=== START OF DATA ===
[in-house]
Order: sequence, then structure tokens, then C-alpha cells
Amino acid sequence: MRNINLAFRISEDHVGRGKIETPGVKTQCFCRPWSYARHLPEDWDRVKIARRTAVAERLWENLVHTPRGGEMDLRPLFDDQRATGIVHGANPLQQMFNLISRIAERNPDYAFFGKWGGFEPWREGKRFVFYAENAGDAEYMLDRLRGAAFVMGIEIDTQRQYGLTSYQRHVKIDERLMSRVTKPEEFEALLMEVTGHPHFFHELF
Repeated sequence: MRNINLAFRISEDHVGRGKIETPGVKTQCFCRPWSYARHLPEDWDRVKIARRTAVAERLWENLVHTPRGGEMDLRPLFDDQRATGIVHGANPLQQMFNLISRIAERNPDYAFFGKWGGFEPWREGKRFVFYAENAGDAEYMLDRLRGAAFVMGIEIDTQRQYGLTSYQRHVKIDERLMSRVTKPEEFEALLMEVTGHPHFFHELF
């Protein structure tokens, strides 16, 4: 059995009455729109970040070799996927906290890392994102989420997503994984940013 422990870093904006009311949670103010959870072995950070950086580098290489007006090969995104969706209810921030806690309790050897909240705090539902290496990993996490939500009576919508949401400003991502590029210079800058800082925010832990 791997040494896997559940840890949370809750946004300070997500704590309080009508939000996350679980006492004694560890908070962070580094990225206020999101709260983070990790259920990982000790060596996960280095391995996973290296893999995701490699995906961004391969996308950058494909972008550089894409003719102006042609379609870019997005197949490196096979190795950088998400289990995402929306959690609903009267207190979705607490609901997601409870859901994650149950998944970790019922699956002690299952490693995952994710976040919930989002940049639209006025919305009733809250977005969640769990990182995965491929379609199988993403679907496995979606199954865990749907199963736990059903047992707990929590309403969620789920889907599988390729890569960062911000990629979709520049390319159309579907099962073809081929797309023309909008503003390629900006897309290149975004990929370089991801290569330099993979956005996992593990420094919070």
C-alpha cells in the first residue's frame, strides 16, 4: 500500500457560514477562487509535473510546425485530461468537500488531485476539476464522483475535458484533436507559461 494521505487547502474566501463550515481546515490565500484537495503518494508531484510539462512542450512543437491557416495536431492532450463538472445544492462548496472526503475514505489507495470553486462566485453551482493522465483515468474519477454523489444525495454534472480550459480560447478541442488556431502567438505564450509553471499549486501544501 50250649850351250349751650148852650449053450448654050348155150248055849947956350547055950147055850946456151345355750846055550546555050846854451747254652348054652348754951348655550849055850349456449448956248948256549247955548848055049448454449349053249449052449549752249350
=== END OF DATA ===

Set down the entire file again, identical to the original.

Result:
[in-house]
Order: sequence, then structure tokens, then C-alpha cells
Amino acid sequence: MRNINLAFRISEDHVGRGKIETPGVKTQCFCRPWSYARHLPEDWDRVKIARRTAVAERLWENLVHTPRGGEMDLRPLFDDQRATGIVHGANPLQQMFNLISRIAERNPDYAFFGKWGGFEPWREGKRFVFYAENAGDAEYMLDRLRGAAFVMGIEIDTQRQYGLTSYQRHVKIDERLMSRVTKPEEFEALLMEVTGHPHFFHELF
Repeated sequence: MRNINLAFRISEDHVGRGKIETPGVKTQCFCRPWSYARHLPEDWDRVKIARRTAVAERLWENLVHTPRGGEMDLRPLFDDQRATGIVHGANPLQQMFNLISRIAERNPDYAFFGKWGGFEPWREGKRFVFYAENAGDAEYMLDRLRGAAFVMGIEIDTQRQYGLTSYQRHVKIDERLMSRVTKPEEFEALLMEVTGHPHFFHELF
């Protein structure tokens, strides 16, 4: 059995009455729109970040070799996927906290890392994102989420997503994984940013 422990870093904006009311949670103010959870072995950070950086580098290489007006090969995104969706209810921030806690309790050897909240705090539902290496990993996490939500009576919508949401400003991502590029210079800058800082925010832990 791997040494896997559940840890949370809750946004300070997500704590309080009508939000996350679980006492004694560890908070962070580094990225206020999101709260983070990790259920990982000790060596996960280095391995996973290296893999995701490699995906961004391969996308950058494909972008550089894409003719102006042609379609870019997005197949490196096979190795950088998400289990995402929306959690609903009267207190979705607490609901997601409870859901994650149950998944970790019922699956002690299952490693995952994710976040919930989002940049639209006025919305009733809250977005969640769990990182995965491929379609199988993403679907496995979606199954865990749907199963736990059903047992707990929590309403969620789920889907599988390729890569960062911000990629979709520049390319159309579907099962073809081929797309023309909008503003390629900006897309290149975004990929370089991801290569330099993979956005996992593990420094919070």
C-alpha cells in the first residue's frame, strides 16, 4: 500500500457560514477562487509535473510546425485530461468537500488531485476539476464522483475535458484533436507559461 494521505487547502474566501463550515481546515490565500484537495503518494508531484510539462512542450512543437491557416495536431492532450463538472445544492462548496472526503475514505489507495470553486462566485453551482493522465483515468474519477454523489444525495454534472480550459480560447478541442488556431502567438505564450509553471499549486501544501 50250649850351250349751650148852650449053450448654050348155150248055849947956350547055950147055850946456151345355750846055550546555050846854451747254652348054652348754951348655550849055850349456449448956248948256549247955548848055049448454449349053249449052449549752249350